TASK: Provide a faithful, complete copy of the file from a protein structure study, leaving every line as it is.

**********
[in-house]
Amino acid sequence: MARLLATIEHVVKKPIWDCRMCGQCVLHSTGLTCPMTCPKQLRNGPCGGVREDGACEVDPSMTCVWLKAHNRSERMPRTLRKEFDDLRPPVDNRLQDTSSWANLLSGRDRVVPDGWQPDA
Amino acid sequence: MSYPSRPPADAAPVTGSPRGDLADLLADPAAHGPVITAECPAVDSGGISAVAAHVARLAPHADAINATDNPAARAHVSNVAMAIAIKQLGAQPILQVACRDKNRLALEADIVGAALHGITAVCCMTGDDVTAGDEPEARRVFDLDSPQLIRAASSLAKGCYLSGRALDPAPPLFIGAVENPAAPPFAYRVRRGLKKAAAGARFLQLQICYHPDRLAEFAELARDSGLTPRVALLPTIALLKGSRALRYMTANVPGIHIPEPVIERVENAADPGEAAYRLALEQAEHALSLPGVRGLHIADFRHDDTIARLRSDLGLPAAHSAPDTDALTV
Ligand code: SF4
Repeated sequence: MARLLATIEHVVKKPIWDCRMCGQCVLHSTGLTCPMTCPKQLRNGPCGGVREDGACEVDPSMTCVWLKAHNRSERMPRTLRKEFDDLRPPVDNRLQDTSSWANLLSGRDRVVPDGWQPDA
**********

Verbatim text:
[in-house]
Amino acid sequence: MARLLATIEHVVKKPIWDCRMCGQCVLHSTGLTCPMTCPKQLRNGPCGGVREDGACEVDPSMTCVWLKAHNRSERMPRTLRKEFDDLRPPVDNRLQDTSSWANLLSGRDRVVPDGWQPDA
Amino acid sequence: MSYPSRPPADAAPVTGSPRGDLADLLADPAAHGPVITAECPAVDSGGISAVAAHVARLAPHADAINATDNPAARAHVSNVAMAIAIKQLGAQPILQVACRDKNRLALEADIVGAALHGITAVCCMTGDDVTAGDEPEARRVFDLDSPQLIRAASSLAKGCYLSGRALDPAPPLFIGAVENPAAPPFAYRVRRGLKKAAAGARFLQLQICYHPDRLAEFAELARDSGLTPRVALLPTIALLKGSRALRYMTANVPGIHIPEPVIERVENAADPGEAAYRLALEQAEHALSLPGVRGLHIADFRHDDTIARLRSDLGLPAAHSAPDTDALTV
Ligand code: SF4
Repeated sequence: MARLLATIEHVVKKPIWDCRMCGQCVLHSTGLTCPMTCPKQLRNGPCGGVREDGACEVDPSMTCVWLKAHNRSERMPRTLRKEFDDLRPPVDNRLQDTSSWANLLSGRDRVVPDGWQPDA